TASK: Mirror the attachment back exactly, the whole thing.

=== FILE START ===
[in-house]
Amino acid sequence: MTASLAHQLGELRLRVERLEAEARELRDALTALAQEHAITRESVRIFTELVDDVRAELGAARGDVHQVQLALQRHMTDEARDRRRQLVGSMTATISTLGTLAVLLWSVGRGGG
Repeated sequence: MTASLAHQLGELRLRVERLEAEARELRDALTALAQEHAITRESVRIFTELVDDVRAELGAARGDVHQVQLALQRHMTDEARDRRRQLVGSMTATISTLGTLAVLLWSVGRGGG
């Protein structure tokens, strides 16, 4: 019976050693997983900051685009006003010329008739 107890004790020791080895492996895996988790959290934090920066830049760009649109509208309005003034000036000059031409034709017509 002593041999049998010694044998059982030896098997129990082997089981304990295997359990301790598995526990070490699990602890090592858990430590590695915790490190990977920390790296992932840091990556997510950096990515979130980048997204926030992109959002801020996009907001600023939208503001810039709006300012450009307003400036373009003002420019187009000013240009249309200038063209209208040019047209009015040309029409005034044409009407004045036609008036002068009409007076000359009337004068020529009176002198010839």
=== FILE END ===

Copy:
[in-house]
Amino acid sequence: MTASLAHQLGELRLRVERLEAEARELRDALTALAQEHAITRESVRIFTELVDDVRAELGAARGDVHQVQLALQRHMTDEARDRRRQLVGSMTATISTLGTLAVLLWSVGRGGG
Repeated sequence: MTASLAHQLGELRLRVERLEAEARELRDALTALAQEHAITRESVRIFTELVDDVRAELGAARGDVHQVQLALQRHMTDEARDRRRQLVGSMTATISTLGTLAVLLWSVGRGGG
């Protein structure tokens, strides 16, 4: 019976050693997983900051685009006003010329008739 107890004790020791080895492996895996988790959290934090920066830049760009649109509208309005003034000036000059031409034709017509 002593041999049998010694044998059982030896098997129990082997089981304990295997359990301790598995526990070490699990602890090592858990430590590695915790490190990977920390790296992932840091990556997510950096990515979130980048997204926030992109959002801020996009907001600023939208503001810039709006300012450009307003400036373009003002420019187009000013240009249309200038063209209208040019047209009015040309029409005034044409009407004045036609008036002068009409007076000359009337004068020529009176002198010839």